Jehovah's Witnesses

Christian sect originally founded by Charles Taze Russell in the late 19th century. Russell's successor, Joseph Franklin Rutherford, adopted the name Jehovah's Witness in 1931. The sect believes that Jehovah (Yahweh) is the true God, and that Jesus Christ is the son of God. The sect's goal is to establish what they consider to be God's Kingdom, which they believe will emerge following an apocalyptic Armageddon.

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Go Historic ID
32154
Names
Jehovah's Witnesses
Jehovah's Witness
Jehova's getuigen Dutch
Testigos de Jehov√° Spanish
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Christian sect originally founded by Charles Taze Russell in the late 19th century. Russell's successor, Joseph Franklin Rutherford, adopted the name Jehovah's Witness in 1931. The sect believes that Jehovah (Yahweh) is the true God, and that Jesus Christ is the son of God. The sect's goal is to establish what they consider to be God's Kingdom, which they believe will emerge following an apocalyptic Armageddon. Generally, Jehovah's Witnesses have no association with other denominations, and shun secular governments. They do not vote, celebrate religious or national holidays, and members refuse military service. Members engage in door-to-door proselytizing, selling their publications, "The Watchtower" and "Awake!", which is published in 80 languages.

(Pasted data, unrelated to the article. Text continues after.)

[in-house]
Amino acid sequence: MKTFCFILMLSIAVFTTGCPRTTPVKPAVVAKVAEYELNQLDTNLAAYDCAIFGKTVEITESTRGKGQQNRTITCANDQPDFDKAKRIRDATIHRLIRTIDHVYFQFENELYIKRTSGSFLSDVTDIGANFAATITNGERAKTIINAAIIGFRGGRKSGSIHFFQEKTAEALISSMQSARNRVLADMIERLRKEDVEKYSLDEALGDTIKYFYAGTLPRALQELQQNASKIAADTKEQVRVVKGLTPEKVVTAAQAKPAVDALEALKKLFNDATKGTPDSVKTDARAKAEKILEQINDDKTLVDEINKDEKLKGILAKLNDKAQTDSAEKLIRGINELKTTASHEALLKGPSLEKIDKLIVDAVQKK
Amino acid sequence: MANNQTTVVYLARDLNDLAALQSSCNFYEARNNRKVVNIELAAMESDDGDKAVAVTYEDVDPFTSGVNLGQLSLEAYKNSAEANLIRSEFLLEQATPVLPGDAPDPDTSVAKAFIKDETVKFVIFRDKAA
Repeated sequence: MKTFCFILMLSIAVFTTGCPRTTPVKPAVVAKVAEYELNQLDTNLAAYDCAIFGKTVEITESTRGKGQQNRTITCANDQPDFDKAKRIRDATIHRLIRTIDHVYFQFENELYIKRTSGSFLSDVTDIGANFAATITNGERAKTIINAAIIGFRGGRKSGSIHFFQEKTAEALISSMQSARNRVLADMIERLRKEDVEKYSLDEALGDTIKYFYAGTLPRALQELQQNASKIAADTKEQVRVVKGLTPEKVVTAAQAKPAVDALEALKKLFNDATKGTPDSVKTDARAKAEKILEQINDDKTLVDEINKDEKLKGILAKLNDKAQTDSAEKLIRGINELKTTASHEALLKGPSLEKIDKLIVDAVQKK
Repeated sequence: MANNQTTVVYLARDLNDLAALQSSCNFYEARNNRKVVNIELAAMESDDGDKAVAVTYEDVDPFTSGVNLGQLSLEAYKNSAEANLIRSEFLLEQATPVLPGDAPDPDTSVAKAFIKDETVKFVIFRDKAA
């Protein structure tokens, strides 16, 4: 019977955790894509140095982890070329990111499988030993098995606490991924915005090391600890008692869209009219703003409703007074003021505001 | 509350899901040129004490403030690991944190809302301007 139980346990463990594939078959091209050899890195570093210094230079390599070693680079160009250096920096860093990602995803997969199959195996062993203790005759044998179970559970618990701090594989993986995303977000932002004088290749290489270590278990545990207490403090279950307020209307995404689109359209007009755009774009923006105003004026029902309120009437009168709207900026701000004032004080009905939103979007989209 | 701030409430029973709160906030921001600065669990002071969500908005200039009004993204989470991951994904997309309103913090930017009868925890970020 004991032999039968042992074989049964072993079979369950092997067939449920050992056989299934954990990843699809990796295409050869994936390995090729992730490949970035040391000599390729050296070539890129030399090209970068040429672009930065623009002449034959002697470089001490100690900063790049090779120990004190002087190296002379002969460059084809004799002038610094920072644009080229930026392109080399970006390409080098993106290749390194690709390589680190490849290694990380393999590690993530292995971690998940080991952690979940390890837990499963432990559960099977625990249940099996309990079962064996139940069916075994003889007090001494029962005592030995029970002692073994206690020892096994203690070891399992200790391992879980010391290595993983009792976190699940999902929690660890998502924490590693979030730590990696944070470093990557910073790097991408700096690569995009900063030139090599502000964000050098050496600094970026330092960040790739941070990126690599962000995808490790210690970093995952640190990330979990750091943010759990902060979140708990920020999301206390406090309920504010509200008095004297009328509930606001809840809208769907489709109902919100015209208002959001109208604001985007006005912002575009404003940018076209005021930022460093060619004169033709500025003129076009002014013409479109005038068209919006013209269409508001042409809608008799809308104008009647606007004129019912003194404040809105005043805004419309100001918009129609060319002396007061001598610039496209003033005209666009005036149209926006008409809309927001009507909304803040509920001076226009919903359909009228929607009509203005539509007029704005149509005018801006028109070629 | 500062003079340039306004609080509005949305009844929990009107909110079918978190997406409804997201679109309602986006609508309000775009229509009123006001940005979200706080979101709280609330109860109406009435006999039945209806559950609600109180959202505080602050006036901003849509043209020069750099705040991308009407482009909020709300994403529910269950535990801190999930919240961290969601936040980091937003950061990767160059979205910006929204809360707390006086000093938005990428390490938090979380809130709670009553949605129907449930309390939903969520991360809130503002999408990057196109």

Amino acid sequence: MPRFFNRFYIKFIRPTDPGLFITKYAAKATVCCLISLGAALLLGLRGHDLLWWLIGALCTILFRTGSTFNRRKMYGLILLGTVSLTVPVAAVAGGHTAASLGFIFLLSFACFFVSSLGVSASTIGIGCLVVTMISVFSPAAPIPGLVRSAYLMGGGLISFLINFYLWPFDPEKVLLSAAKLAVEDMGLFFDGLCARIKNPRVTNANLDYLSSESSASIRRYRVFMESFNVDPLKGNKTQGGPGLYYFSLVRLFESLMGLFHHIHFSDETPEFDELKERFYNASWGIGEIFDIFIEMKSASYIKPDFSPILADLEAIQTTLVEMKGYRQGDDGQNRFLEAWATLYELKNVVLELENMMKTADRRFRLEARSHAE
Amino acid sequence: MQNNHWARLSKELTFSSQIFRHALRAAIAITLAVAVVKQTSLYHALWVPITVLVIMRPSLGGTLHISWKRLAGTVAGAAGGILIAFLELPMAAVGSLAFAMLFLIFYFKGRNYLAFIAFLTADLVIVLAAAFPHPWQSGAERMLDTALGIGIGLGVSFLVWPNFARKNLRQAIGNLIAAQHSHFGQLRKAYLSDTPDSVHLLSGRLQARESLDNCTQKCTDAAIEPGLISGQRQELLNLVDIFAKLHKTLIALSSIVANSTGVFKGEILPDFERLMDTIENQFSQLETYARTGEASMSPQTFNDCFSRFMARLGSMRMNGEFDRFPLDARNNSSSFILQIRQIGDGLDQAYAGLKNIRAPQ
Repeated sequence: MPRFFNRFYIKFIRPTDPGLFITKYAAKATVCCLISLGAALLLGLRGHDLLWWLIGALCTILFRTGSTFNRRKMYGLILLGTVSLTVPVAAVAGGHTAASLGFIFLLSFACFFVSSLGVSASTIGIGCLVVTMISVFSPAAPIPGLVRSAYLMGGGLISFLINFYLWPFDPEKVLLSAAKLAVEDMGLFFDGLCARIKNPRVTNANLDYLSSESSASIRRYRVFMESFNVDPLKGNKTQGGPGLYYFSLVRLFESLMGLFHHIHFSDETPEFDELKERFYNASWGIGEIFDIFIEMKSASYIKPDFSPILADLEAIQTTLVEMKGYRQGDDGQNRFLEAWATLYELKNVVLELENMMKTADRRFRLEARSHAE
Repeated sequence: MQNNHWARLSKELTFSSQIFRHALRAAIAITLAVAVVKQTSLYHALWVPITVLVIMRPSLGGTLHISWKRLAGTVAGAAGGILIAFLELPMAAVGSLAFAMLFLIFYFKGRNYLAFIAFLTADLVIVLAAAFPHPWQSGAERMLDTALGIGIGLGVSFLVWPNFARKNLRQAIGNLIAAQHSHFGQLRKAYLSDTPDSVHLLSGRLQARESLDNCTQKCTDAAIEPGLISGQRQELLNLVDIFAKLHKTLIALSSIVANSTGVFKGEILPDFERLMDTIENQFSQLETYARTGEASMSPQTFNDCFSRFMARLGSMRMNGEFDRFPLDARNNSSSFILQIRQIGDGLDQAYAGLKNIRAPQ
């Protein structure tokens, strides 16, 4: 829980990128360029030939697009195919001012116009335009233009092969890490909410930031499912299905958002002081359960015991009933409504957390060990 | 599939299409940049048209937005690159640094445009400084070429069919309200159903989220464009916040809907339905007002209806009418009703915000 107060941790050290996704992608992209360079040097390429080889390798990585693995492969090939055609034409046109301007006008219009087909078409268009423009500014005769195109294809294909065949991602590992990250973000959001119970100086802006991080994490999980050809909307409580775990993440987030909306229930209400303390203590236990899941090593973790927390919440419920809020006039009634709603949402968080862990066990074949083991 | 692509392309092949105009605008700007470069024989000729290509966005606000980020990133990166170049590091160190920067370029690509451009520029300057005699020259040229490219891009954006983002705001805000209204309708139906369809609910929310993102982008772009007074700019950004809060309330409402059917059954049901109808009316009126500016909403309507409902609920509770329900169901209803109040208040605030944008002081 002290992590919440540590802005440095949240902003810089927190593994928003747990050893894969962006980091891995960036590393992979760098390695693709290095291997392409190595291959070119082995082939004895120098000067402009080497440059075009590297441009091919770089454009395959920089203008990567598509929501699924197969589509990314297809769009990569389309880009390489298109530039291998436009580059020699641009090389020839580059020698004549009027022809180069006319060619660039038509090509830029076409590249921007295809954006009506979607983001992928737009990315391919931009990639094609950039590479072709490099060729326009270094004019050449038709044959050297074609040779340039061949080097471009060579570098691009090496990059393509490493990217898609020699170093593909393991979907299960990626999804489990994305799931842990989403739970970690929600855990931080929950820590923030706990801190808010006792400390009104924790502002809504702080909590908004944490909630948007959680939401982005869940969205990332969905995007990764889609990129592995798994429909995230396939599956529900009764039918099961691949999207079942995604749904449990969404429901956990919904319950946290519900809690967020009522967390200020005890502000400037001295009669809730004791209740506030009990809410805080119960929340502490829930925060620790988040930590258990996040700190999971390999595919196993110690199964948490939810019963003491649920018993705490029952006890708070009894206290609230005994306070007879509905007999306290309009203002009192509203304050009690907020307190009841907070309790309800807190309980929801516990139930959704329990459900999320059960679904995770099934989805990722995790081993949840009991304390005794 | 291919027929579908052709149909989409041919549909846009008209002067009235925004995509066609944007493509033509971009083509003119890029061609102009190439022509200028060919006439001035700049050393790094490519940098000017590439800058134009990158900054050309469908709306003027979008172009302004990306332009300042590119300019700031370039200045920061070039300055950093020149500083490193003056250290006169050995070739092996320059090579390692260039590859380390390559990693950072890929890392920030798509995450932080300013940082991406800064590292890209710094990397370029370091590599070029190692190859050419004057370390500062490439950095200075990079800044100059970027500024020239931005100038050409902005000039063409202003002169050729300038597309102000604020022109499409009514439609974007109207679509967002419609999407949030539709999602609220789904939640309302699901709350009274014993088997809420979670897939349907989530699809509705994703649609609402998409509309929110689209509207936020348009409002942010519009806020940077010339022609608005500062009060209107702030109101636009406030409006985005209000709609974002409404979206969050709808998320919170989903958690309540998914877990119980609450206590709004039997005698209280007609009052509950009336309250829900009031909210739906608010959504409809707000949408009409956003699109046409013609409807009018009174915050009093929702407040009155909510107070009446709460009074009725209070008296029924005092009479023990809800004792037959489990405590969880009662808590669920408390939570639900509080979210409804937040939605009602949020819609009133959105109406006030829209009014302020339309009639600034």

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Bibliography

  1. 1.  The Getty Art & Architecture Thesaurus, 300265857. The J. Paul Getty Trust.